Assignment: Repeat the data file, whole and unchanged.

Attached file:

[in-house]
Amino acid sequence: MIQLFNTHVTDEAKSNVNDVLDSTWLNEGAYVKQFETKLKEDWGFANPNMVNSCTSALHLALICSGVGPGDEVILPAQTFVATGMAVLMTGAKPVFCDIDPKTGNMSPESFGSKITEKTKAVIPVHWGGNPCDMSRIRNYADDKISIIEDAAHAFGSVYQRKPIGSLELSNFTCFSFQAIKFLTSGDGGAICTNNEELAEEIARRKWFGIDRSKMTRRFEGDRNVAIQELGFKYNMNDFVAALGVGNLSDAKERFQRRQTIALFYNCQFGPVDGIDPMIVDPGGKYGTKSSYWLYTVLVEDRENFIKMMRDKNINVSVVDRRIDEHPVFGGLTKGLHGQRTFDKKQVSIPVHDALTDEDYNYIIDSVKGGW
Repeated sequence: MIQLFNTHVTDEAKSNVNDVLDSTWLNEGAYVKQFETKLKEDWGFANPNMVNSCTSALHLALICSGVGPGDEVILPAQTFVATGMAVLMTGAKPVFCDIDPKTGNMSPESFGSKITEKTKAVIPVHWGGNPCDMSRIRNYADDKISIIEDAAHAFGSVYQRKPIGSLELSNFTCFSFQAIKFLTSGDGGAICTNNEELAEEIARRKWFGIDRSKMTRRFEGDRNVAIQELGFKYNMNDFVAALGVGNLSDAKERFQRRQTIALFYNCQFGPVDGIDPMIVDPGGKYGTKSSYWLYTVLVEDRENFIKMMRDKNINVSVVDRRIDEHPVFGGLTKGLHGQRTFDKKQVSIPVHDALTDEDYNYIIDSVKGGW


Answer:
[in-house]
Amino acid sequence: MIQLFNTHVTDEAKSNVNDVLDSTWLNEGAYVKQFETKLKEDWGFANPNMVNSCTSALHLALICSGVGPGDEVILPAQTFVATGMAVLMTGAKPVFCDIDPKTGNMSPESFGSKITEKTKAVIPVHWGGNPCDMSRIRNYADDKISIIEDAAHAFGSVYQRKPIGSLELSNFTCFSFQAIKFLTSGDGGAICTNNEELAEEIARRKWFGIDRSKMTRRFEGDRNVAIQELGFKYNMNDFVAALGVGNLSDAKERFQRRQTIALFYNCQFGPVDGIDPMIVDPGGKYGTKSSYWLYTVLVEDRENFIKMMRDKNINVSVVDRRIDEHPVFGGLTKGLHGQRTFDKKQVSIPVHDALTDEDYNYIIDSVKGGW
Repeated sequence: MIQLFNTHVTDEAKSNVNDVLDSTWLNEGAYVKQFETKLKEDWGFANPNMVNSCTSALHLALICSGVGPGDEVILPAQTFVATGMAVLMTGAKPVFCDIDPKTGNMSPESFGSKITEKTKAVIPVHWGGNPCDMSRIRNYADDKISIIEDAAHAFGSVYQRKPIGSLELSNFTCFSFQAIKFLTSGDGGAICTNNEELAEEIARRKWFGIDRSKMTRRFEGDRNVAIQELGFKYNMNDFVAALGVGNLSDAKERFQRRQTIALFYNCQFGPVDGIDPMIVDPGGKYGTKSSYWLYTVLVEDRENFIKMMRDKNINVSVVDRRIDEHPVFGGLTKGLHGQRTFDKKQVSIPVHDALTDEDYNYIIDSVKGGW